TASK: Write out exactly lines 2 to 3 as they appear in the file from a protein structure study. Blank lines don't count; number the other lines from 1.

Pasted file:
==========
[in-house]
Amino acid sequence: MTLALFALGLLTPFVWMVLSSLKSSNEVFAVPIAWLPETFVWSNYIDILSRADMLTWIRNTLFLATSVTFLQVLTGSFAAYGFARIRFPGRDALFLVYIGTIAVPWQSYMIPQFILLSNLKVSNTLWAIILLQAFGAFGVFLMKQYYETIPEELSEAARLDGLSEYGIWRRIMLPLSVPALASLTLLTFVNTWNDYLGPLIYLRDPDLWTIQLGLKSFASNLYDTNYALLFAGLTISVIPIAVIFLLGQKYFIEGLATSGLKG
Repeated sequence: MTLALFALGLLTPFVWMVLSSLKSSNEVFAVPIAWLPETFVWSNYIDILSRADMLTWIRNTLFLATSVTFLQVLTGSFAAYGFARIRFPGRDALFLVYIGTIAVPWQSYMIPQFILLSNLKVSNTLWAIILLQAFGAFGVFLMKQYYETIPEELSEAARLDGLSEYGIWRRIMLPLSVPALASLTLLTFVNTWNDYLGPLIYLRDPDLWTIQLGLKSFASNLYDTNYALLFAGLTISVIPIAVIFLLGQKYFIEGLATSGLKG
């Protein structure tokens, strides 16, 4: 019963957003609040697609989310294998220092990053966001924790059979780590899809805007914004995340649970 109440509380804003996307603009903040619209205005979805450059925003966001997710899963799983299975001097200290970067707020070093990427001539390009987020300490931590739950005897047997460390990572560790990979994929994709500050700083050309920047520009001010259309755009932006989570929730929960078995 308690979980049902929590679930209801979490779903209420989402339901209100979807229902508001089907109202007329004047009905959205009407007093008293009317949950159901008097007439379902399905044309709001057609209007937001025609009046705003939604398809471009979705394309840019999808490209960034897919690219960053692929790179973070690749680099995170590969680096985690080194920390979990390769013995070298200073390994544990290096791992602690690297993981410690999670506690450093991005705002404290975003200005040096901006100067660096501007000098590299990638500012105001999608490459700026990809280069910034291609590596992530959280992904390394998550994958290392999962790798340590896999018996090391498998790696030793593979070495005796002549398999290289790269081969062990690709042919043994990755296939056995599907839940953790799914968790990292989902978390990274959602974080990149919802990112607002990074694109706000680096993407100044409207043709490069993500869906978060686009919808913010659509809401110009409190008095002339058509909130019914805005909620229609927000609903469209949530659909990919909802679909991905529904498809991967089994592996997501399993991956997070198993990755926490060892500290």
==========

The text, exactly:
Amino acid sequence: MTLALFALGLLTPFVWMVLSSLKSSNEVFAVPIAWLPETFVWSNYIDILSRADMLTWIRNTLFLATSVTFLQVLTGSFAAYGFARIRFPGRDALFLVYIGTIAVPWQSYMIPQFILLSNLKVSNTLWAIILLQAFGAFGVFLMKQYYETIPEELSEAARLDGLSEYGIWRRIMLPLSVPALASLTLLTFVNTWNDYLGPLIYLRDPDLWTIQLGLKSFASNLYDTNYALLFAGLTISVIPIAVIFLLGQKYFIEGLATSGLKG
Repeated sequence: MTLALFALGLLTPFVWMVLSSLKSSNEVFAVPIAWLPETFVWSNYIDILSRADMLTWIRNTLFLATSVTFLQVLTGSFAAYGFARIRFPGRDALFLVYIGTIAVPWQSYMIPQFILLSNLKVSNTLWAIILLQAFGAFGVFLMKQYYETIPEELSEAARLDGLSEYGIWRRIMLPLSVPALASLTLLTFVNTWNDYLGPLIYLRDPDLWTIQLGLKSFASNLYDTNYALLFAGLTISVIPIAVIFLLGQKYFIEGLATSGLKG